I frequently write about Ohio. I am from Ohio and believe in my heart of hearts in the well-worn expression, “As goes Ohio, so goes the nation.”
In the ’50s, Ohio was humming, but it also had major problems with cronyism and corruption. That got cleaned up as we became more concerned about control of both unions and control by the crime syndicates. Ohio took a lead in manufacturing and education. Cleveland was a major U.S. city in the 1950s. However, as manufacturing went away, so did Ohio’s fortunes.
Now a survey was just reported by Elite Magazine that Norway remains atop the list of the most prosperous countries, and the United States fell out of the top 10 of the 142 countries surveyed. This was the very first time that the U.S. didn’t rank in the top 10.
From the Ohio Art Company – which manufactures the Etch A Sketch in China in what some consider less-than-humane conditions – to other companies that have closed down shop, Ohio has lost business. Auto-parts manufacturing and other industries have taken a huge hit over the years, and Ohio has lost significant growth in population as well. This election year, Ohio will most likely be the decisive state in determining who will win the election. It is a battleground state not just because of the demographics but because of the legal wrangling by the two parties on the issue of early voting and procedures. The countless lawsuits, including a turn down by the United States Supreme Court, underscore the importance of Ohio.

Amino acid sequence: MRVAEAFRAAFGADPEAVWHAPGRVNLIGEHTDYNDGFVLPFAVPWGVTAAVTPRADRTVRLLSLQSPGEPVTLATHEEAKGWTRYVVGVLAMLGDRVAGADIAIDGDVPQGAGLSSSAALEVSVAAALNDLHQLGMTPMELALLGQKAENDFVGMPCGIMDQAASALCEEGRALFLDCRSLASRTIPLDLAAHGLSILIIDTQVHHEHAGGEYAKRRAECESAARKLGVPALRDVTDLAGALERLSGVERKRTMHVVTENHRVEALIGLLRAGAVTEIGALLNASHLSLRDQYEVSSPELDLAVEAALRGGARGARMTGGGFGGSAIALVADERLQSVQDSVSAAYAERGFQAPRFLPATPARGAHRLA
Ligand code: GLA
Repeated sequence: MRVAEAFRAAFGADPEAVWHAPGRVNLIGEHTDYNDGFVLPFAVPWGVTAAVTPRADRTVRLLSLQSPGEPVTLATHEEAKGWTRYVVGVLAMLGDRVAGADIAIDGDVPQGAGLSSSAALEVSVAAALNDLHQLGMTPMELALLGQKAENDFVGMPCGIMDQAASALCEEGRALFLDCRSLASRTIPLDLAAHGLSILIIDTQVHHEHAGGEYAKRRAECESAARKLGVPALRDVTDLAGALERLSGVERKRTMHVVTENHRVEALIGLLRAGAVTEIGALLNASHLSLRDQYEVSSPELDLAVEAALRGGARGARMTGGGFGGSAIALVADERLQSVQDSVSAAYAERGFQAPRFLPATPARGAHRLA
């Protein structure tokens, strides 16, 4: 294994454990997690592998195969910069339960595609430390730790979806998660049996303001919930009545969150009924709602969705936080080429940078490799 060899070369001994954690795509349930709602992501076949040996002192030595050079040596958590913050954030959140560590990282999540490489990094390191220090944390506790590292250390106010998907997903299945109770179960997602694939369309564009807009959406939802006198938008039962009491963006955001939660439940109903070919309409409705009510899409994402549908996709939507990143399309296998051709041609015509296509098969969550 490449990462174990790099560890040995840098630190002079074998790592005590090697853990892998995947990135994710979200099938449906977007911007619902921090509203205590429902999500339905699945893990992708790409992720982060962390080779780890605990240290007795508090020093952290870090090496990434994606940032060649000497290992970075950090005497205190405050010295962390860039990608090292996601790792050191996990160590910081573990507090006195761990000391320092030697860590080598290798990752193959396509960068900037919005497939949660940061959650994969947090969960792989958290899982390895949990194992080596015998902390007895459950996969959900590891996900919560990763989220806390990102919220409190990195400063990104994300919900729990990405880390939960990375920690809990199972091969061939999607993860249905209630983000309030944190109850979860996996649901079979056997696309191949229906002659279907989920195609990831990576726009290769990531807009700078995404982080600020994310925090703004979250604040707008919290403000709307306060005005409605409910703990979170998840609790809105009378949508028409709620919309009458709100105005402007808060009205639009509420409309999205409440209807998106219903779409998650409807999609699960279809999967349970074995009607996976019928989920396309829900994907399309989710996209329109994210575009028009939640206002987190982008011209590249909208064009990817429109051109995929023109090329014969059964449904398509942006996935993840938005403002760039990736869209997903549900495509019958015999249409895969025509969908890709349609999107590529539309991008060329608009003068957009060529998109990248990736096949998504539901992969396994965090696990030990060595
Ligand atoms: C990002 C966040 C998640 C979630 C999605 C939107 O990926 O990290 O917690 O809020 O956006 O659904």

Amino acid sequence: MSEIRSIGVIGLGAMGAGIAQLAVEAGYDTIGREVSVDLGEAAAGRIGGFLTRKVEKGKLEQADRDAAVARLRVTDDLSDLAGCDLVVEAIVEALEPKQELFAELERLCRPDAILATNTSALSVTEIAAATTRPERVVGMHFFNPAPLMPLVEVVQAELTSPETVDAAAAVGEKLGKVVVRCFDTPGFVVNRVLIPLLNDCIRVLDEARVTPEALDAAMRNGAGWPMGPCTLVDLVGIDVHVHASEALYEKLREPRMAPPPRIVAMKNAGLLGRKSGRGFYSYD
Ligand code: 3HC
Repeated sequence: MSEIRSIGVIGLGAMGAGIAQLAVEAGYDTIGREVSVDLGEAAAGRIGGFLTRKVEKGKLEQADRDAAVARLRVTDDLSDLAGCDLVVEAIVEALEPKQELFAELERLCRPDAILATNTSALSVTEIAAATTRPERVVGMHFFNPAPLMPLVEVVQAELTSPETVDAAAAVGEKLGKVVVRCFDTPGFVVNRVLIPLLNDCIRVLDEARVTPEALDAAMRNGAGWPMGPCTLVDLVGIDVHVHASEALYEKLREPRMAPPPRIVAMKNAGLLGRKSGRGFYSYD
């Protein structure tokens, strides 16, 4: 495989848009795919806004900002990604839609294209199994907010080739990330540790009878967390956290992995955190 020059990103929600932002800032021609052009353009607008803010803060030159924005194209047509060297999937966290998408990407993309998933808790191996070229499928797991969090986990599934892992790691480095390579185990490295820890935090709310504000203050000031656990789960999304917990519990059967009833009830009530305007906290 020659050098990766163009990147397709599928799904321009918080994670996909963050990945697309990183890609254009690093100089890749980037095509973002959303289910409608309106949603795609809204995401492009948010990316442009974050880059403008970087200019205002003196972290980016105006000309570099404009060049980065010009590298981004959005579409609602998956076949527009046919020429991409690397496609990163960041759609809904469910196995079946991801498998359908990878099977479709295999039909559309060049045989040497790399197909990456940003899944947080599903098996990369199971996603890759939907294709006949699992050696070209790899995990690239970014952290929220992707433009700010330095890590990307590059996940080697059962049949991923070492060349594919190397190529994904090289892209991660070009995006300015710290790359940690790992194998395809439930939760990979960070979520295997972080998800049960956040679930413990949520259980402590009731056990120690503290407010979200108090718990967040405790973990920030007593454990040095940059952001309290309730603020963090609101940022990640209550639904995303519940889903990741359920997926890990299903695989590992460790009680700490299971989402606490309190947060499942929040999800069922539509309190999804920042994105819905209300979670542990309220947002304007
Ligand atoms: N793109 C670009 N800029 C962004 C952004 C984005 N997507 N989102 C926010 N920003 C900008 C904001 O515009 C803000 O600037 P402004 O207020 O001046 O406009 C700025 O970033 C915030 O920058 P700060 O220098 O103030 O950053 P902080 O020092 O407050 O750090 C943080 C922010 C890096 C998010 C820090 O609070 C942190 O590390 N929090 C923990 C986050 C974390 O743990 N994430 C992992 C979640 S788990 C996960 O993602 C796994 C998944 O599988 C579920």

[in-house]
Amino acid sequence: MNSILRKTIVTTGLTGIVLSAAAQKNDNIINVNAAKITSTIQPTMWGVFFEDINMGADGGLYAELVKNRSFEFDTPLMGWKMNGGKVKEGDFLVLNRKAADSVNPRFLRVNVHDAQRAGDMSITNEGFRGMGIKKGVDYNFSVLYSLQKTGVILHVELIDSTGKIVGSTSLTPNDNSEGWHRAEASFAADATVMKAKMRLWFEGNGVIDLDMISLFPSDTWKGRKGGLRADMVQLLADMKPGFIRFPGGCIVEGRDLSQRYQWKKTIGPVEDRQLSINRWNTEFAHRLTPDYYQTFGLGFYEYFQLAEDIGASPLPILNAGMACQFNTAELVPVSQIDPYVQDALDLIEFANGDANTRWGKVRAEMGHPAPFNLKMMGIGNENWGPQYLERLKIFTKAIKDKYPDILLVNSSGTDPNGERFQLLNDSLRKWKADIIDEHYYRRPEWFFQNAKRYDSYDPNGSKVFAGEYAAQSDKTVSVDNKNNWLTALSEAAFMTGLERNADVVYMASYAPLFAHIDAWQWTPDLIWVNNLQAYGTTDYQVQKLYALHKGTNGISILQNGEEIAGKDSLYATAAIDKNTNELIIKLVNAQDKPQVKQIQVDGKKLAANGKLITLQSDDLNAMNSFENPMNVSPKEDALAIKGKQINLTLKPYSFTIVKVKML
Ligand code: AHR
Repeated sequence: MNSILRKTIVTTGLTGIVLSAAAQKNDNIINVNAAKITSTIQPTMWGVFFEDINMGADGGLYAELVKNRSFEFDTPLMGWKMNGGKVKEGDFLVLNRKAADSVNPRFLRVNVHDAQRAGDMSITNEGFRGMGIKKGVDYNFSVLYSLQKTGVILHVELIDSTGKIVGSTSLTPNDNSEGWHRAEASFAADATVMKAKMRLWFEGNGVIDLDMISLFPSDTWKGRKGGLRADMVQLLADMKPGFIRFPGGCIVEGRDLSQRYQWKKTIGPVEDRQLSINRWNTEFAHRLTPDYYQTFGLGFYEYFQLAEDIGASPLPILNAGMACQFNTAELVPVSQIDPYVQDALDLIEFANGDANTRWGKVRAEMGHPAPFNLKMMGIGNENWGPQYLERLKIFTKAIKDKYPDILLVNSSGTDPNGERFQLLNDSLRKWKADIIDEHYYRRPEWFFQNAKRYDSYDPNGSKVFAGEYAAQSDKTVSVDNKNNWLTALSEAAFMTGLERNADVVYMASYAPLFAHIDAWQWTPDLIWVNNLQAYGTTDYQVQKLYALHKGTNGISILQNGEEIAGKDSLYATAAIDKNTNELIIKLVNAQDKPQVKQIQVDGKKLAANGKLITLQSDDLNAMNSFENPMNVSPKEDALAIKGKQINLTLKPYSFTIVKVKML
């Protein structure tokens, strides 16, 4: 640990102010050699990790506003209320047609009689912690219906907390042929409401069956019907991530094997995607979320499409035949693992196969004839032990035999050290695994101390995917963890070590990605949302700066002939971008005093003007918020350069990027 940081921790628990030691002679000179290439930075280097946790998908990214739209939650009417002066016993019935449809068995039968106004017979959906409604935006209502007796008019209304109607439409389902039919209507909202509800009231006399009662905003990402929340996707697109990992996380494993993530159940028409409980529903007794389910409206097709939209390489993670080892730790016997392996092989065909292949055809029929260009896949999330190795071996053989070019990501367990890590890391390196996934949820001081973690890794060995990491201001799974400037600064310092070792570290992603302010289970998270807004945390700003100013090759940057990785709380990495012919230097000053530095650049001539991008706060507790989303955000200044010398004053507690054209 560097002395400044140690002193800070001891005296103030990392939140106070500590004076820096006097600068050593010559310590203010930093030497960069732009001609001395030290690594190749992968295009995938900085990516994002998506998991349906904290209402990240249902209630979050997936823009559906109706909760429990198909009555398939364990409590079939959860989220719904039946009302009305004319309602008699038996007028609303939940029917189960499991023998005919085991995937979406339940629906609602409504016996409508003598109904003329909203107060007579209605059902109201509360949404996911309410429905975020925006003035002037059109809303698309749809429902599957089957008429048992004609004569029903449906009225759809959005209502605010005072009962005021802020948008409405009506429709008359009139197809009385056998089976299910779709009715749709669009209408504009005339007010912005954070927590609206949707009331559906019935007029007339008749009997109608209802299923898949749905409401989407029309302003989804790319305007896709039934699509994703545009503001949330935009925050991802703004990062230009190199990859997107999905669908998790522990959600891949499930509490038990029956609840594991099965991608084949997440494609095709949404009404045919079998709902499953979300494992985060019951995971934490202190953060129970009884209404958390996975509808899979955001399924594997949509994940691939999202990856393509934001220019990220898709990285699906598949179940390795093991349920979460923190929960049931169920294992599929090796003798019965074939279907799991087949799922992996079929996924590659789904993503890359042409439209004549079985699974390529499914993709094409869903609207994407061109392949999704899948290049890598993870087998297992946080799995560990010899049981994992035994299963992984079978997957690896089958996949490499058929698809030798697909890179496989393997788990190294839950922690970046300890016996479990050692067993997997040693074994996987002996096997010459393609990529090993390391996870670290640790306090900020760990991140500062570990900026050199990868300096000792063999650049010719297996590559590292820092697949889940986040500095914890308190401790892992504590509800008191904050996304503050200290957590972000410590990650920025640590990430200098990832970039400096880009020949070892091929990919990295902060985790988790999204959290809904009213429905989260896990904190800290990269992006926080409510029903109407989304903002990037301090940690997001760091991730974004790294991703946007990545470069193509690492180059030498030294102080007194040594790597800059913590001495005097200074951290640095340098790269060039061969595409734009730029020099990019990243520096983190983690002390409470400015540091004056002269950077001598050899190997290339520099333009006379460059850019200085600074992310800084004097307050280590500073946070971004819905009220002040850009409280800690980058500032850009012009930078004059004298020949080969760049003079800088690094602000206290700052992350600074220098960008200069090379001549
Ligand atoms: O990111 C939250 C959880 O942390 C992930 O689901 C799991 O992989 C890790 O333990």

Why is Ohio the state that will define the election Tuesday? It’s because it is really five states in one. About 28 counties consist of white/Democrat populations that are mainly rural with almost no minority population. Traditionally conservative Democrat, these counties are also pro-union but have been known to support appealing Republicans. Then there is the Cleveland-Youngstown area, which is very much ethnic and minority. There’s a reason the Cleveland Hopkins Airport used to have a large sign that said, “Our heritage is so great you can taste it.” At one point, Cleveland had more Hungarians than any place in the world outside of Hungry. African-Americans have found Cleveland a welcoming city and play a major political role in the area. Unions have always been an integral part of the area as well.
Cincinnati is known as the “upper crust” white area of Ohio, and then there is the mixed bag of Toledo/Dayton. It is neither majority Democrat or Republican and can switch. Finally, the Columbus area is known as Democrat-leaning with a large gay population and quite a few liberals mixed in. Some say that this mix of demographics gives Ohio a sense of being five states in one. It will be hard to slot it as a red or blue state, as its politics reflect the real issues that are at the center of the 2012 presidential election.
Jobs are a huge issue in Ohio. There are a few initiatives that might save Ohio and might also serve as a template to put American back on the top 10 list and save our great nation. I spoke to former Rep. Bob Ney to see what he would suggest. He said one of the first priorities would be to find a way to bring manufacturing back to Ohio. It would mean a very skilled workforce that understood the new technologies needed to produce goods. Second would be to develop a mini-Silicone Valley, and third would be to increase educational opportunities by helping students via scholarships. In addition, my friend, Jim Pinkerton, believes Ohio could be made great by capitalizing on its known strength for excellence in medicine by creating an enterprise zone for medical research.
It is the above reasons that President Obama and Gov. Romney have made several trips to Ohio and have concentrated heavily on getting out the vote. Ohio represents the place where American needs to be. Whoever wins the state had better not be a stranger after Tuesday. What happens in Ohio should not just stay in Ohio but be the example of what we need to stay competitive and productive as a nation. Let’s hope the citizens of Ohio get it right and vote for the candidate who will move us forward once and again.